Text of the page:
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Surgical Suite doors are in!

Dear Friends,

In my Christmas news letter I mentioned that at Christmas I would write only a page or two and then add a lot of pictures because the yearly 4 page letter was a daunting task and only came out once a year not really reflecting the activities of the year. My hope is to improve communications by more email news notes with pictures and improving our web site If you have never visited it please do so and give us some feedback so that we can improve it. Also a short response to my email news notes would be appreciated. A short note would take only a few minutes.

I am not even going to try to write about what has taken place since my last email letter one reason being that I can’t even remember what seemed important at the time and worthy of writing about. So many things happen every day that seem important at the time but then something happens the next day that makes us forget the seemingly important happening of the day before. Seems that so often one of our 4 wheel drive vehicles breaks down, or a tractor needs repair, or the metal roofing on a distant outstation gets blown off, or someone gets sick and needs help. Every day is busy: our hospital is open 24/7 and is run by a 36 member staff right now. We have workers here from Monday to Friday, lots of them, and it is a job to keep everyone busy doing what is important. Saturday’s are the ordinary days for meetings. Then Sunday is a day of rest unless you are a priest or a catechist. The next thing you know it is Monday morning again.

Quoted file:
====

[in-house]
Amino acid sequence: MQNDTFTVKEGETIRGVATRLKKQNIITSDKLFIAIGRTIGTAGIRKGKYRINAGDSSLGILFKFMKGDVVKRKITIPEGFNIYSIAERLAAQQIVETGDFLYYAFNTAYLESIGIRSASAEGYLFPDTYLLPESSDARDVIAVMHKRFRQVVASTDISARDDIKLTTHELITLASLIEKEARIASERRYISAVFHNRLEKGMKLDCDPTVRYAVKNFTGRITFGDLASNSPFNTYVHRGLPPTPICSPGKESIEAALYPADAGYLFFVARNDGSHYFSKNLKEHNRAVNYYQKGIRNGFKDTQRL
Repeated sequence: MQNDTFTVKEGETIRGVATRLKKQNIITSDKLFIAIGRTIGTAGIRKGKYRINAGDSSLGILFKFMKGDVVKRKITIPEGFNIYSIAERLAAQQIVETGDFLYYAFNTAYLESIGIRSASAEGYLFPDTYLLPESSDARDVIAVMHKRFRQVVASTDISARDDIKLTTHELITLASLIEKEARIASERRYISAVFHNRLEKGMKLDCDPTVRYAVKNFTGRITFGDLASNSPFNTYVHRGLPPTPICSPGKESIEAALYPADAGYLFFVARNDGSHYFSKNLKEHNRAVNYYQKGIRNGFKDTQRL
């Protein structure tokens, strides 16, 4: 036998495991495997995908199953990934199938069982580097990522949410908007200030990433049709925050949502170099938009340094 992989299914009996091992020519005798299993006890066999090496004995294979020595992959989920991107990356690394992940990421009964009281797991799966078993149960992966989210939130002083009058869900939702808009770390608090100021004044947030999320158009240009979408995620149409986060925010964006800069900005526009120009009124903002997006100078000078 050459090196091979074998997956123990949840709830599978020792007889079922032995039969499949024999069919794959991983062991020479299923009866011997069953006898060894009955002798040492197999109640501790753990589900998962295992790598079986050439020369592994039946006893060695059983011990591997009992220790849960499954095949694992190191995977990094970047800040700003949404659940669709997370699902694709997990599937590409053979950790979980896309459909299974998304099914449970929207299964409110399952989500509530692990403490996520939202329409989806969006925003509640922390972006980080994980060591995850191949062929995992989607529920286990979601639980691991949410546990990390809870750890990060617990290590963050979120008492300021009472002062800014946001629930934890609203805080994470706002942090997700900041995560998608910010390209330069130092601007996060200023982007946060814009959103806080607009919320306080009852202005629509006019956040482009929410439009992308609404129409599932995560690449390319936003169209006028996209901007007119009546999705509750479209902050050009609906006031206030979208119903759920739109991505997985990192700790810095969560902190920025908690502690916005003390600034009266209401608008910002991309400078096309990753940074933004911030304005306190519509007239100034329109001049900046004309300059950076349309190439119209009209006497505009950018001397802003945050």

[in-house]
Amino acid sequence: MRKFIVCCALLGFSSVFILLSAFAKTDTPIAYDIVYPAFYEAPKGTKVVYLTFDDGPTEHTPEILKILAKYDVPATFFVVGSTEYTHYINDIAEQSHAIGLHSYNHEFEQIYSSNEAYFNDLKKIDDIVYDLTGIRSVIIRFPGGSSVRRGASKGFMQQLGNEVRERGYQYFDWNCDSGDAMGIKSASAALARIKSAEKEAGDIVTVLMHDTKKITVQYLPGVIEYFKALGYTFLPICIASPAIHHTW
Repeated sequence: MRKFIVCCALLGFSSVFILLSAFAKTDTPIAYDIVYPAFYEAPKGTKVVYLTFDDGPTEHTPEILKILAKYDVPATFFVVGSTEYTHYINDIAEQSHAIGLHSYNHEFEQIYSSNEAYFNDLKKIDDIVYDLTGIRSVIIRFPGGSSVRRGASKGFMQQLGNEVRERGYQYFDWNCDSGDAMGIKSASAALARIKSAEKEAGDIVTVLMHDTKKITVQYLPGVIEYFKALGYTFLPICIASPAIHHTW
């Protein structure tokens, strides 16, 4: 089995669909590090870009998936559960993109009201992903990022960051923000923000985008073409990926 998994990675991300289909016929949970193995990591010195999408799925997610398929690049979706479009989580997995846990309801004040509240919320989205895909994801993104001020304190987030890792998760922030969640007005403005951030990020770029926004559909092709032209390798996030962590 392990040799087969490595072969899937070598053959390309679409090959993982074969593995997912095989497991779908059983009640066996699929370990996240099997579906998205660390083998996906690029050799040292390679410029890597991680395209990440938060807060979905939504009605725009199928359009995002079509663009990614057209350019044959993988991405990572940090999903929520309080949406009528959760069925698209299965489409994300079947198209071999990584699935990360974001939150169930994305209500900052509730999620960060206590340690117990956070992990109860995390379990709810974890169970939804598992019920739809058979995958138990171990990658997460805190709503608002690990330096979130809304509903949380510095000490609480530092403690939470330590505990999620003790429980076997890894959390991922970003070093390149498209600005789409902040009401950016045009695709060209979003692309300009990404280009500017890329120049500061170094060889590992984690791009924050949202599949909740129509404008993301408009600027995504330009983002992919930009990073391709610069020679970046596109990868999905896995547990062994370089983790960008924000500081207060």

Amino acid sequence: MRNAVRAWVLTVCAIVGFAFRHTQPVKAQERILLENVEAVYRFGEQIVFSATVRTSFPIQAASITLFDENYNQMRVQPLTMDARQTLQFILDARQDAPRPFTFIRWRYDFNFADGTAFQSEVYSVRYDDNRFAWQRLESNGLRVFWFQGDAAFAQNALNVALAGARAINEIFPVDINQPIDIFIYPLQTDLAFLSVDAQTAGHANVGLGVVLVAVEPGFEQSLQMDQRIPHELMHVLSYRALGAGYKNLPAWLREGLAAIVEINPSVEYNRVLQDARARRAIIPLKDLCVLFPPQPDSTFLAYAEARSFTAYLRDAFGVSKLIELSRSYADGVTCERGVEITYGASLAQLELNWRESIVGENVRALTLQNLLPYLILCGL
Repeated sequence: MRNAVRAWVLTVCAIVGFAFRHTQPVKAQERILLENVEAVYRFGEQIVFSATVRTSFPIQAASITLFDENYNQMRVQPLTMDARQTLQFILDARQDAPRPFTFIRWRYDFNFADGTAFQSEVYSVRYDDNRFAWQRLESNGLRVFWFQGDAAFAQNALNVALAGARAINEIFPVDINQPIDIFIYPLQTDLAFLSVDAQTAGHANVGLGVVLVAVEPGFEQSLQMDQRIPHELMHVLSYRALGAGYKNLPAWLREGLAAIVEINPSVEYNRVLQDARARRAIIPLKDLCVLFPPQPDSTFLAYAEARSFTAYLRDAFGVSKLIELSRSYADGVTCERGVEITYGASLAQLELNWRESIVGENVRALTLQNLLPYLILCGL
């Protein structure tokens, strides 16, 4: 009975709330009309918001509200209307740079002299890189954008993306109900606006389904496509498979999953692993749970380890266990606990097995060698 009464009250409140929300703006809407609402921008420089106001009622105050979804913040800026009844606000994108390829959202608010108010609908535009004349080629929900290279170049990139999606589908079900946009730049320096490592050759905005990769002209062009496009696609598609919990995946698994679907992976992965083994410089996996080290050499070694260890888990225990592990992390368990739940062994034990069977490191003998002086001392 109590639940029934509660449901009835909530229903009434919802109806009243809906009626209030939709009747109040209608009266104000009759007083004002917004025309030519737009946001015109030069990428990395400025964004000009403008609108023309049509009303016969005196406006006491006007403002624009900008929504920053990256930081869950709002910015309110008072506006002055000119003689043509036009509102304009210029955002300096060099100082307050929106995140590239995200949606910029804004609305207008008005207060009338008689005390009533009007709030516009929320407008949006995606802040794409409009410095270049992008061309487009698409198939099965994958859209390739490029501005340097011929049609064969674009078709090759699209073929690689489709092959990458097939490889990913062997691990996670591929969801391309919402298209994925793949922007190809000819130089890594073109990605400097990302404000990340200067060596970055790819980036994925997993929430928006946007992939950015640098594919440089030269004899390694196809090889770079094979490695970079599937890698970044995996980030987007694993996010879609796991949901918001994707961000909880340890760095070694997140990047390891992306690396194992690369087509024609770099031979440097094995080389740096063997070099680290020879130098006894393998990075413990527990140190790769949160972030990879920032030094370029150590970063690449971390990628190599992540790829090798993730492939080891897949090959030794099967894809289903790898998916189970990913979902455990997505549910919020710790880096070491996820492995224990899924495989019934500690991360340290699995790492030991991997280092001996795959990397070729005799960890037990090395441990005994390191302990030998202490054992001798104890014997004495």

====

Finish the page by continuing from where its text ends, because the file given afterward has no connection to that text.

We installed 28 doors (doubles and singles) in the operating suites building that was pictured in my Christmas letter. We are finally getting a difficult job done. I am happy that we moved slowly because my original plan was to install aluminum and glass doors. However after getting an estimate we had to wait as I did not have the money. When I arrived in Dar es Salaam last September I saw some beautiful white PVC and glass doors. I knew that I wanted something like them. Lo and behold Stefano was talking to someone in Mwanza one day and he found out that there was a shop in an area called Nyakato that made the doors that we wanted including one solid tempered glass door leading to the sterile section of the building. And the good news was that they were cheaper than aluminum and must more fitting for an operating theater building as they are easier to clean. So that’s my story for today.

Love and prayers and please drop a note,

Fr. Paul

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